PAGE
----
More than 80% of Americans aged 50+ have experienced everyday ageism. We’ve decided to check what stereotypes they have to battle at work. And… whether they are true.
If you work a 40-hour workweek, you’ll spend roughly 2,000 hours every year with co-workers, managers, and office comrades (even with a holiday or two).
Understanding how to build meaningful relationships at work doesn’t just boost communication and productivity around the office; it can be crucial for feeling good about where you work and what you do. Of course, when it comes to the people you work with, healthy competition can be just as important for building trust and fostering open dialogue as anything else.
So, how often do rivalries at work take a more positive turn? To find out, we surveyed over 1,000 people to understand how many see workplace competition as a positive, how companies can promote constructive rivalries, and the overall impact controlled conflicts can have on productivity and other accomplishments. Read on to see what we uncovered.
Competition Status Quo
Experts say workplace rivalries can help motivate and inspire employees to work harder. However, competition can spiral out of control, creating a hostile and negative work environment.
More than 4 in 5 employees said they competed with a co-worker. Nearly 70% identified the competition as healthy, but the remainder said it was unhealthy and motivated by self-interest.
In most cases, men and women stuck to their own gender when it came to their workplace rivals (either positive or negative). Roughly 84% of women with a positive rivalry at work indicated their competition was with another woman, while around 87% of men said their competition was with another man. While women were equally likely to say their negative rivalries were also with women, nearly 1 in 3 men identified having a negative rivalry with a woman instead.
Similarly, most employees limited their in-office competitions to people with the same job level. More than 70% of entry-level, intermediate, and middle-management employees stuck to rivals in the same position, but more than 1 in 3 senior managers indicated their rivalry was with someone in a middle-management position instead.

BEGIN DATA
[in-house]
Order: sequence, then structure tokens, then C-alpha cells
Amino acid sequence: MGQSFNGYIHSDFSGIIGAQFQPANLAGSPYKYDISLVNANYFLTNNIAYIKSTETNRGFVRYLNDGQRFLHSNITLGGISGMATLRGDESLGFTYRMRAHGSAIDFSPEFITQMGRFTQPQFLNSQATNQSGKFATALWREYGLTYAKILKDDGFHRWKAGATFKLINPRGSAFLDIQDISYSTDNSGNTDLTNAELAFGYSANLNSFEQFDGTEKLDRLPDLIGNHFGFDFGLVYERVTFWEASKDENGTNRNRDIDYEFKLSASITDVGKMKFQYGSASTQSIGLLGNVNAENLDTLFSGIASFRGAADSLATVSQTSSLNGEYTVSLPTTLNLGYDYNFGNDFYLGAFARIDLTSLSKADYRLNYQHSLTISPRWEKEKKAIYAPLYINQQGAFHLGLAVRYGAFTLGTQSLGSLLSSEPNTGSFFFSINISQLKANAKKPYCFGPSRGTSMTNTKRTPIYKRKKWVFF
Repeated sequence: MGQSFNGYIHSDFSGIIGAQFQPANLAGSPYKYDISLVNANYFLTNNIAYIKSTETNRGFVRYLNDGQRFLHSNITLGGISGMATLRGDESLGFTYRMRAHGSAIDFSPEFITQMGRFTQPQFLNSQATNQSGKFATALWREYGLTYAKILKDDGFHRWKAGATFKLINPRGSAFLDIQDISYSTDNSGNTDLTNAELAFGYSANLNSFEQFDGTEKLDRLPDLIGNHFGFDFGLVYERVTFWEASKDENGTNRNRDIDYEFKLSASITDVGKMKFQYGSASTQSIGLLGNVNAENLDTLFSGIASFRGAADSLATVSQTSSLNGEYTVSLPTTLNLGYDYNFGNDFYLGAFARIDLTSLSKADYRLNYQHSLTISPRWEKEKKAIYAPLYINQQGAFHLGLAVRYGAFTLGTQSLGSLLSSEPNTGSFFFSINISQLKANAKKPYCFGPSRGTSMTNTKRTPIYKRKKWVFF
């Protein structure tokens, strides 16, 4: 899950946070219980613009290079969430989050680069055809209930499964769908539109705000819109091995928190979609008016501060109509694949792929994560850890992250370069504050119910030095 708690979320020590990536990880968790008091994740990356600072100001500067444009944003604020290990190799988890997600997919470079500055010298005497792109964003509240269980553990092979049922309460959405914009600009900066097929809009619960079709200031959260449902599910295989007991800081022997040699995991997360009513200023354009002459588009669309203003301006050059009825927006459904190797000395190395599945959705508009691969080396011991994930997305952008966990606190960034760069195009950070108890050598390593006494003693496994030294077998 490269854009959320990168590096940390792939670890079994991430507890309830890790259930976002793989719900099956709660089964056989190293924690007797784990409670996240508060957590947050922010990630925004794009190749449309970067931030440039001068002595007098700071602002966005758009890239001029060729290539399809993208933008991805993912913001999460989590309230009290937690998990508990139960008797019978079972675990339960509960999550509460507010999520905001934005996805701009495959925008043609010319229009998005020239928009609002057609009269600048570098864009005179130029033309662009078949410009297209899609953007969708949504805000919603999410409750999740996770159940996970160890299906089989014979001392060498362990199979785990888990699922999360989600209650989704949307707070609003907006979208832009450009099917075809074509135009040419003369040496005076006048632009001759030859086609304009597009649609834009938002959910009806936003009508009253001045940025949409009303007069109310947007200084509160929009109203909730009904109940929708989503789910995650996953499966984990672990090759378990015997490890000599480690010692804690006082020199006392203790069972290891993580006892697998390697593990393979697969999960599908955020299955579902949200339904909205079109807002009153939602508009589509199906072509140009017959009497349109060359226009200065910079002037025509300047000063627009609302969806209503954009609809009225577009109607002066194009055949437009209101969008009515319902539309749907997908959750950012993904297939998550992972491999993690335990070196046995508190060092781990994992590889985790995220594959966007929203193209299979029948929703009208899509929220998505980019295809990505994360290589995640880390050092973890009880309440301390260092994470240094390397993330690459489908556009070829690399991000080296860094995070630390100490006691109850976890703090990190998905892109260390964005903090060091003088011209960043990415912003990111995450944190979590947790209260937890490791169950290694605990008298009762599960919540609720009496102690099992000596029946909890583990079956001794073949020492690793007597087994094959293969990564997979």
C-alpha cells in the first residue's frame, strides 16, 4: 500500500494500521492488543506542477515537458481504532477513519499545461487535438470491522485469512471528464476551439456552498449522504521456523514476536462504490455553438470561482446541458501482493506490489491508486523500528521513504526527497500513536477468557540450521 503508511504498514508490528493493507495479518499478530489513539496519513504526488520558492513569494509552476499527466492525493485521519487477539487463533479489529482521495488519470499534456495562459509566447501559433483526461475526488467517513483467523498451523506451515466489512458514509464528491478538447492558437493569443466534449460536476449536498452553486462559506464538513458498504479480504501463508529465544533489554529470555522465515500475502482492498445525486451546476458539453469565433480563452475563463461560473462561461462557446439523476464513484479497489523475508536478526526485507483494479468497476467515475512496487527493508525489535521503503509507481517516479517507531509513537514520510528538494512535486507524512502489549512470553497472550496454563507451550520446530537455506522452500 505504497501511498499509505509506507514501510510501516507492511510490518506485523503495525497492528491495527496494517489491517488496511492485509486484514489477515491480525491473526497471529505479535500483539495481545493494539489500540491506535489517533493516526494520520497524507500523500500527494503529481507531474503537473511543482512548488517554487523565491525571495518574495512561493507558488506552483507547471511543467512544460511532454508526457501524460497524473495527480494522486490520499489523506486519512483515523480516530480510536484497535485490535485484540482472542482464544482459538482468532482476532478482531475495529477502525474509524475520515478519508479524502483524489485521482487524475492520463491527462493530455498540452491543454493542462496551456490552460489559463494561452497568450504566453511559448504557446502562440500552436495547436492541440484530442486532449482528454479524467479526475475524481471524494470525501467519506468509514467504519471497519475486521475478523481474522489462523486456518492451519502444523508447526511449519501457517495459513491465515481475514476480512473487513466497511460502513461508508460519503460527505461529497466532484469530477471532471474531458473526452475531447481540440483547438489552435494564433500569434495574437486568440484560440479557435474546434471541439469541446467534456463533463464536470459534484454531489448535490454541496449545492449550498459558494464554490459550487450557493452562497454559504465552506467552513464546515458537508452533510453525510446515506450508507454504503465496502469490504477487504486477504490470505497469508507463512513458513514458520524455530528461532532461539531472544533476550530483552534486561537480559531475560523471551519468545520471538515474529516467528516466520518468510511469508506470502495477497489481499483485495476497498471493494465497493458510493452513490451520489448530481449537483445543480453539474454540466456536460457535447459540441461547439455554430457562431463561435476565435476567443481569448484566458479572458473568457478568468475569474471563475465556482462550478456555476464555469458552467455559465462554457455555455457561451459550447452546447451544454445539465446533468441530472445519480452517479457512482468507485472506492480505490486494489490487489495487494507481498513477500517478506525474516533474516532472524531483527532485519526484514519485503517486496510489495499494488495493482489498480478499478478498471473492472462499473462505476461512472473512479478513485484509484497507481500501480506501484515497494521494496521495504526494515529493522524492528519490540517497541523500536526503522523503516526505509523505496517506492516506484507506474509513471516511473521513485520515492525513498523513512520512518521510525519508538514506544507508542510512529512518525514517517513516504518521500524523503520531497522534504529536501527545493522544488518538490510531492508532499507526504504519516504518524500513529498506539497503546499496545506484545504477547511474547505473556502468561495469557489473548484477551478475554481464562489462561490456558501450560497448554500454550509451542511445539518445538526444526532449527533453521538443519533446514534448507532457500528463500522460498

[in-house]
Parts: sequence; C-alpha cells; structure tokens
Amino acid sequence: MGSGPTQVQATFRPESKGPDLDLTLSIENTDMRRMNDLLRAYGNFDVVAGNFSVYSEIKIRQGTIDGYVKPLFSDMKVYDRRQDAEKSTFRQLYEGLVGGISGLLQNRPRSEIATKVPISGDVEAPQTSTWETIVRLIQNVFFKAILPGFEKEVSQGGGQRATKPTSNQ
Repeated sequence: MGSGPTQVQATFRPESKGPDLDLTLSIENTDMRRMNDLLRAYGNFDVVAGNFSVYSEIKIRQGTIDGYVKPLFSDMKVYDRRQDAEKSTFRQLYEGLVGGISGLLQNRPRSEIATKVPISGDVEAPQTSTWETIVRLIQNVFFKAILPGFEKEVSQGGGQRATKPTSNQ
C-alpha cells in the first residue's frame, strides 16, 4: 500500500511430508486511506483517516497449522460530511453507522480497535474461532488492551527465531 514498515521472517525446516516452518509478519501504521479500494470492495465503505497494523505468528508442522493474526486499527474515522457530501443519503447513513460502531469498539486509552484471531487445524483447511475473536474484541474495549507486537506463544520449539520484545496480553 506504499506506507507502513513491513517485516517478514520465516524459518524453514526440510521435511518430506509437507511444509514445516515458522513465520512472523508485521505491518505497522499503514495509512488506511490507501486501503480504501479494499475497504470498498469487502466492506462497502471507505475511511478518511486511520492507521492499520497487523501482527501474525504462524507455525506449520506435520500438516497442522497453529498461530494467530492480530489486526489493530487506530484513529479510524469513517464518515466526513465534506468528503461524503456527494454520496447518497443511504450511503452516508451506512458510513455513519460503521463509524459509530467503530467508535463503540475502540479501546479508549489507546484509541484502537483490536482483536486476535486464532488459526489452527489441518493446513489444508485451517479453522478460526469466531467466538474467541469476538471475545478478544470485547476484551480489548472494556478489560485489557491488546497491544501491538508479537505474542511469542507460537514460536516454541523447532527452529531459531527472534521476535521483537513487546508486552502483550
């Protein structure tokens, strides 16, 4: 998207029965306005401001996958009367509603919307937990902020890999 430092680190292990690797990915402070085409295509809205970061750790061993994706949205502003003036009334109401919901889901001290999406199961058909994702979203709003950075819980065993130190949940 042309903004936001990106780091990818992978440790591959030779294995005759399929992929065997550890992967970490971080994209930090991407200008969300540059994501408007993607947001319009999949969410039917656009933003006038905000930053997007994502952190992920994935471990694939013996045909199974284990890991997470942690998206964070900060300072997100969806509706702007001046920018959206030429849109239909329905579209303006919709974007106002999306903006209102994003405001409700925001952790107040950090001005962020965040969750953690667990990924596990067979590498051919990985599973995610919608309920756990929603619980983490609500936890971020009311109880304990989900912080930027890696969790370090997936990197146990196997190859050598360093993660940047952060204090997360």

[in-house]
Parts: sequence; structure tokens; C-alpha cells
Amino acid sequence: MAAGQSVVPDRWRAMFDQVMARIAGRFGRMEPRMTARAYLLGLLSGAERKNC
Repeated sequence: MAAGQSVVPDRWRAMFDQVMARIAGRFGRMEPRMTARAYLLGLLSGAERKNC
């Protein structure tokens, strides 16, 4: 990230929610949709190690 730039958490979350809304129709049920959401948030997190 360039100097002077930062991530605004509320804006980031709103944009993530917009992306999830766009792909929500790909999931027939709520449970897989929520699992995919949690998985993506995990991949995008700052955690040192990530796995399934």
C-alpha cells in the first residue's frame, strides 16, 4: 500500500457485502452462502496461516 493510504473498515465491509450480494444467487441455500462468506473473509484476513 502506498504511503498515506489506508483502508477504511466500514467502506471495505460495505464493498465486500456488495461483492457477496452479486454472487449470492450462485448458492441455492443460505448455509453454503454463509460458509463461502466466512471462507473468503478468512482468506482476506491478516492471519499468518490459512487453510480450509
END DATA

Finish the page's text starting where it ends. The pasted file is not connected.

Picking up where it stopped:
Building a Better Work Atmosphere
The difference between healthy and unhealthy workplace competition may depend on the effort companies put into fostering positive relationships between employees.
Employees reporting having positive rivalries at work were roughly 6 percentage points more likely to work for a company that gave honest performance feedback, followed by learning opportunities and rewards for top performers. Compared to 28% of people with negative competition in their office, 39% with positive rivalries indicated their company set realistic goals. The biggest gaps were found among employees who indicated their companies created a positive atmosphere, provided team bonding exercises, and had transparent communication with team members.
Roughly 1 in 5 employees with negative rivalries indicated their office did none of the positive reinforcements we asked about. In contrast, those with positive competition were more than twice as likely to indicate their companies created an environment that promotes healthy competition.
Cause and Effect
Positive competition between co-workers isn’t just good for building relationships or improving morale. Employees who reported having a positive rival at work were nearly twice as likely as those with a negative rival to receive a promotion.
When asked about their workplace productivity, 63% of employees with a positive rival indicated feeling more productive because of the competition, compared to 51% of those with negative rivalries.